The Holland House was a majestic hotel located at 276 Fifth Avenue, on the southwest corner of 30th Street in Manhattan, adjoining the Marble Collegiate Church. It opened on December 7, 1891 and closed in 1920. It is currently a loft building.
It was owned by Mrs. J. Van Doren, who leased the hotel for 15 years to Herbert M. Kinsley and his son-in-law Gustav Baumann, both Chicago restaurateurs. Kinsley died in 1894 and Baumann continued with the hotel.
Old mansions on the southwest corner of Fifth Avenue and 30th Street were demolished and construction of the Holland House began in 1890. Its doors were opened on December 7, 1891. The Waldorf Hotel was then still under construction a few blocks north.
The building with 11 floors above ground and considered to be fireproof was designed by architects George Edward Harding & Gooch. The façades were built of gray Indiana limestone and the grand portico was decorated with stone carvings. The interior was luxuriously decorated primarily based on the original Holland House Hotel in London. The café had electric lights in crystal globes hang from silver chandeliers above every table.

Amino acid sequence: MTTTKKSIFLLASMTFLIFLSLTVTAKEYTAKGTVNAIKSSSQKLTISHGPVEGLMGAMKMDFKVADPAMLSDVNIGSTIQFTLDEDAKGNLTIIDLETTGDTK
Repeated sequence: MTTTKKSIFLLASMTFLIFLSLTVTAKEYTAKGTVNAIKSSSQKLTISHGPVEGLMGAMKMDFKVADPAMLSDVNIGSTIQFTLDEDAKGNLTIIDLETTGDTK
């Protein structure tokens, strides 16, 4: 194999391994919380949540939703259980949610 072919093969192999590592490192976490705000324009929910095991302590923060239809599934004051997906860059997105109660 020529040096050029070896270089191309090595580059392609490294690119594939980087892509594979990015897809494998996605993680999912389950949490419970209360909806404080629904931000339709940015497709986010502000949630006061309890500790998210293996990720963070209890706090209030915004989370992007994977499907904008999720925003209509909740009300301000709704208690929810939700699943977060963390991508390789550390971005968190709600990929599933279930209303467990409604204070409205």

The hotel closed its doors in 1920. It became an office building in the 1920s. It was stripped down of its richly decorated interior and the portico was demolished.
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